Hundreds of passers-by in Cardiff city centre were asked to rate the attractiveness of a young man or woman portrayed in a photograph sitting in a car. Male participants all rated the same woman, and female participants all rated the same man. Crucially, half the participants saw the man or woman sat at the wheel of a Ford Fiesta whilst the other half saw the man or woman sat at the wheel of a Bentley Continental (worth a cool £75000, approximately, at the time of testing).
Pilot research had established that, against a blank background, the photographed man and woman were perceived as equally attractive by the opposite sex (both scoring approximately mid-way on an attractiveness scale) and also that male and female participants didn't differ from each other in the aesthetic ratings they gave to the two models of car. The stand out message from the research proper, however, is that the man was rated as significantly more attractive when he was seen sat in the Bentley rather than the Fiesta, whereas the woman's perceived attractiveness was unaffected by the car she happened to be sitting in.
This finding appears to support prior research showing that in cultures all round the world, heterosexual women are attracted to men with greater status and resources, whereas heterosexual men tend to be attracted to women who appear youthful and fertile.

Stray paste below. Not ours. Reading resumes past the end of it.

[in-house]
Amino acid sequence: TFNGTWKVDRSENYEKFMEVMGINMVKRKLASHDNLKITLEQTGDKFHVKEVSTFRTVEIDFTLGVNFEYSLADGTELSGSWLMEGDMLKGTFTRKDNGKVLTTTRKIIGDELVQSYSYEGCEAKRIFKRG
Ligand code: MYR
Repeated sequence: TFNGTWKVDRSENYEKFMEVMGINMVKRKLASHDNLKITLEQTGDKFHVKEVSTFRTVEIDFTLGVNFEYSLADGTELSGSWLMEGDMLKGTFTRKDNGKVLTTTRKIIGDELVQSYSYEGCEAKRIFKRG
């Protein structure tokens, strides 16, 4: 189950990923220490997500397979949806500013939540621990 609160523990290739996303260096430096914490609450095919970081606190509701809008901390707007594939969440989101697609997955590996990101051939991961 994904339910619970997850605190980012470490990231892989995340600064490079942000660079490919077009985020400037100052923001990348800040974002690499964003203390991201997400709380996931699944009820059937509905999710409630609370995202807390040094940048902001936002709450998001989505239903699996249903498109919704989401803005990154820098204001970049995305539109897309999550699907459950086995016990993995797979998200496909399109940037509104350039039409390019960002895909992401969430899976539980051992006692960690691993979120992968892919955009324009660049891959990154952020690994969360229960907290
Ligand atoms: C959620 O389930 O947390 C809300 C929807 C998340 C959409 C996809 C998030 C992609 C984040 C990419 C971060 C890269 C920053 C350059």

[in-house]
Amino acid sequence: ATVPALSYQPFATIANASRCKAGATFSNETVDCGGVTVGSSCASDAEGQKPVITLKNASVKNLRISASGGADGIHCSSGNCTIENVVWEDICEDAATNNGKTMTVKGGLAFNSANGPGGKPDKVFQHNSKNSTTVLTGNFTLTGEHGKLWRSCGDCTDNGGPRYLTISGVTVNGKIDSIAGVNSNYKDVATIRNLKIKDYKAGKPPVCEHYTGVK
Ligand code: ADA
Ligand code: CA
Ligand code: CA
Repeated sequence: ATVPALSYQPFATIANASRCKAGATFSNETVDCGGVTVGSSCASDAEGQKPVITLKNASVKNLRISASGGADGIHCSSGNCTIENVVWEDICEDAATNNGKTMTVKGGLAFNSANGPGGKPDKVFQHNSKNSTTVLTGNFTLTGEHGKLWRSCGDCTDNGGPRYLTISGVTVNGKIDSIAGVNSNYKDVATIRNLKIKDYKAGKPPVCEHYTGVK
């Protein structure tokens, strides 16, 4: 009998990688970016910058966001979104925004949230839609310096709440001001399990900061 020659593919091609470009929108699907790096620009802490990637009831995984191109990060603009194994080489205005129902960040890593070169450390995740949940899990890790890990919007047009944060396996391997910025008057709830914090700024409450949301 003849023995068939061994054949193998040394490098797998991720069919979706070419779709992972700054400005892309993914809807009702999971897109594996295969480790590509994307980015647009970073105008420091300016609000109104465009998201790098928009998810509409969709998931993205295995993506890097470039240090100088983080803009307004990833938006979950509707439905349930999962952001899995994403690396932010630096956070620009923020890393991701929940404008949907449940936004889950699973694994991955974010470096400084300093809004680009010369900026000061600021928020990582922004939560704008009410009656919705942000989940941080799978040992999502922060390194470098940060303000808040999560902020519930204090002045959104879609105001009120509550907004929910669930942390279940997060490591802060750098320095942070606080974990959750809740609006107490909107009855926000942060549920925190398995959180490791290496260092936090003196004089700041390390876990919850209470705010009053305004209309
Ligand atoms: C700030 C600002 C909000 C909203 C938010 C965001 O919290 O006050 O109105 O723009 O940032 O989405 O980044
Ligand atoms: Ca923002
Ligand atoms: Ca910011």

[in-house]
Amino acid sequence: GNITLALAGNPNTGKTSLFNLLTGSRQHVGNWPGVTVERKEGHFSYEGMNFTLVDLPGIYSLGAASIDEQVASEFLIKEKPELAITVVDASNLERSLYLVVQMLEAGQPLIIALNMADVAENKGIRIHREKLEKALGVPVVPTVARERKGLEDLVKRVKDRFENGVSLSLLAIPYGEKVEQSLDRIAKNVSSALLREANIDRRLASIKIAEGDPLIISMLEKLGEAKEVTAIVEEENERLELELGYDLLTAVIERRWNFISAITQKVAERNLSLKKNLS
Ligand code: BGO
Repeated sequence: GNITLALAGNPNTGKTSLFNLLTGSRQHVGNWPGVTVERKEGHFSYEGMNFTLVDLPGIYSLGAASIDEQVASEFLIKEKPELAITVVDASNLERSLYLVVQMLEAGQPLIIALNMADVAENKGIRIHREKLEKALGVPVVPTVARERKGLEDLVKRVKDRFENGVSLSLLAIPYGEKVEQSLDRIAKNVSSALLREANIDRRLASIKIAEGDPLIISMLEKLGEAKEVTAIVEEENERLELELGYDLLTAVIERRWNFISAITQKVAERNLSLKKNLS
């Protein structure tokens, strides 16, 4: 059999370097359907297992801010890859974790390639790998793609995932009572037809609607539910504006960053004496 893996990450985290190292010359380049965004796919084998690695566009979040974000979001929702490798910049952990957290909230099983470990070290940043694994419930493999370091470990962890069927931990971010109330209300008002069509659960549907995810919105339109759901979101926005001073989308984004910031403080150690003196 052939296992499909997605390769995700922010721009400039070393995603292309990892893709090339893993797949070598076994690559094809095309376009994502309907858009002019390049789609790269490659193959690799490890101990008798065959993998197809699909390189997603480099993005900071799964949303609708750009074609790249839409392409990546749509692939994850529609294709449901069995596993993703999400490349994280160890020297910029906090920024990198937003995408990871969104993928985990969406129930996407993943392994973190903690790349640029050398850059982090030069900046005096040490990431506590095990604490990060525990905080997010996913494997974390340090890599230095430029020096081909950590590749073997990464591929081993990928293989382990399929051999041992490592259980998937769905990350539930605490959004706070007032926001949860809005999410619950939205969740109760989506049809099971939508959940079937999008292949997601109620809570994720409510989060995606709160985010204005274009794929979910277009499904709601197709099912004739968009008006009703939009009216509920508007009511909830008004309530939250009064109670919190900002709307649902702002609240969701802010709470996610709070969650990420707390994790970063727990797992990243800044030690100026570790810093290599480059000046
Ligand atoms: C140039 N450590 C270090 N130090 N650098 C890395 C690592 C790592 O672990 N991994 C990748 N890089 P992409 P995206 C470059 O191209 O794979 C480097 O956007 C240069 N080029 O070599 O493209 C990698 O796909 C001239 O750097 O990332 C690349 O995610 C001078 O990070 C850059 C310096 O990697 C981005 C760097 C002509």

'It would appear that even though recent years have witnessed dramatic increases in female ownership of prestige luxury cars, such ownership does not enhance female attractiveness, as is the case with male attractiveness,' the researchers said.
'Also,' they added, 'the results contradict the "structural powerlessness" hypothesis, i.e. the belief that as economic differences diminish men and women will become more alike, as the rise in female economic fortune has not, it would appear, emancipated them from attraction to cues that are indices of wealth and status in males.'
Dunn, M., & Searle, R. (2010). Effect of manipulated prestige-car ownership on both sex attractiveness ratings British Journal of Psychology, 101 (1), 69-80 DOI: 10.1348/000712609X417319